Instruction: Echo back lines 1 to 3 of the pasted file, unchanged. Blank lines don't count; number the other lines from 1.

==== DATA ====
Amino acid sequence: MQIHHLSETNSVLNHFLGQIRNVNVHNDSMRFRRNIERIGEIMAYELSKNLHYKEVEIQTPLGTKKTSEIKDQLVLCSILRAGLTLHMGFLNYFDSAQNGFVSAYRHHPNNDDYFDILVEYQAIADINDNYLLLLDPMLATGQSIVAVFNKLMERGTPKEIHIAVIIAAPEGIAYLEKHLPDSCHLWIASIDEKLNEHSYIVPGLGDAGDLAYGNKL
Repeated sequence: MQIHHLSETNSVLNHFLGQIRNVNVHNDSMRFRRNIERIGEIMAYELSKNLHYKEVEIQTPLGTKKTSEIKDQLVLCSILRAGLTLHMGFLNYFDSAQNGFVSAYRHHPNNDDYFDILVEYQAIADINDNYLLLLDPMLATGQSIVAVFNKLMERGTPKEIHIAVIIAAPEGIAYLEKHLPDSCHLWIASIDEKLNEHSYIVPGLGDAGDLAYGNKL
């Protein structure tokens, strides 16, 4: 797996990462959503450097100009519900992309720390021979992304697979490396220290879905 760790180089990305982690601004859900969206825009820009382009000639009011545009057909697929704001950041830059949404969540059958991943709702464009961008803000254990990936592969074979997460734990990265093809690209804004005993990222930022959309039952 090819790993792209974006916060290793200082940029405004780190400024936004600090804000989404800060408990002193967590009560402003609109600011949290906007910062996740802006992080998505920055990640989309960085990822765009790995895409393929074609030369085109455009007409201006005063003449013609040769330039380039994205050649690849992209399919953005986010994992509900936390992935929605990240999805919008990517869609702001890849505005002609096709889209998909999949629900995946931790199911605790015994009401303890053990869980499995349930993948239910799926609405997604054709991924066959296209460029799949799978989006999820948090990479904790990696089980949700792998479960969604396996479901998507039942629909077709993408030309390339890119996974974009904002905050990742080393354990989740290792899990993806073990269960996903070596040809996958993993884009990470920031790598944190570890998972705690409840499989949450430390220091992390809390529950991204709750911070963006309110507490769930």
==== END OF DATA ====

Amino acid sequence: MQIHHLSETNSVLNHFLGQIRNVNVHNDSMRFRRNIERIGEIMAYELSKNLHYKEVEIQTPLGTKKTSEIKDQLVLCSILRAGLTLHMGFLNYFDSAQNGFVSAYRHHPNNDDYFDILVEYQAIADINDNYLLLLDPMLATGQSIVAVFNKLMERGTPKEIHIAVIIAAPEGIAYLEKHLPDSCHLWIASIDEKLNEHSYIVPGLGDAGDLAYGNKL
Repeated sequence: MQIHHLSETNSVLNHFLGQIRNVNVHNDSMRFRRNIERIGEIMAYELSKNLHYKEVEIQTPLGTKKTSEIKDQLVLCSILRAGLTLHMGFLNYFDSAQNGFVSAYRHHPNNDDYFDILVEYQAIADINDNYLLLLDPMLATGQSIVAVFNKLMERGTPKEIHIAVIIAAPEGIAYLEKHLPDSCHLWIASIDEKLNEHSYIVPGLGDAGDLAYGNKL
């Protein structure tokens, strides 16, 4: 797996990462959503450097100009519900992309720390021979992304697979490396220290879905 760790180089990305982690601004859900969206825009820009382009000639009011545009057909697929704001950041830059949404969540059958991943709702464009961008803000254990990936592969074979997460734990990265093809690209804004005993990222930022959309039952 090819790993792209974006916060290793200082940029405004780190400024936004600090804000989404800060408990002193967590009560402003609109600011949290906007910062996740802006992080998505920055990640989309960085990822765009790995895409393929074609030369085109455009007409201006005063003449013609040769330039380039994205050649690849992209399919953005986010994992509900936390992935929605990240999805919008990517869609702001890849505005002609096709889209998909999949629900995946931790199911605790015994009401303890053990869980499995349930993948239910799926609405997604054709991924066959296209460029799949799978989006999820948090990479904790990696089980949700792998479960969604396996479901998507039942629909077709993408030309390339890119996974974009904002905050990742080393354990989740290792899990993806073990269960996903070596040809996958993993884009990470920031790598944190570890998972705690409840499989949450430390220091992390809390529950991204709750911070963006309110507490769930």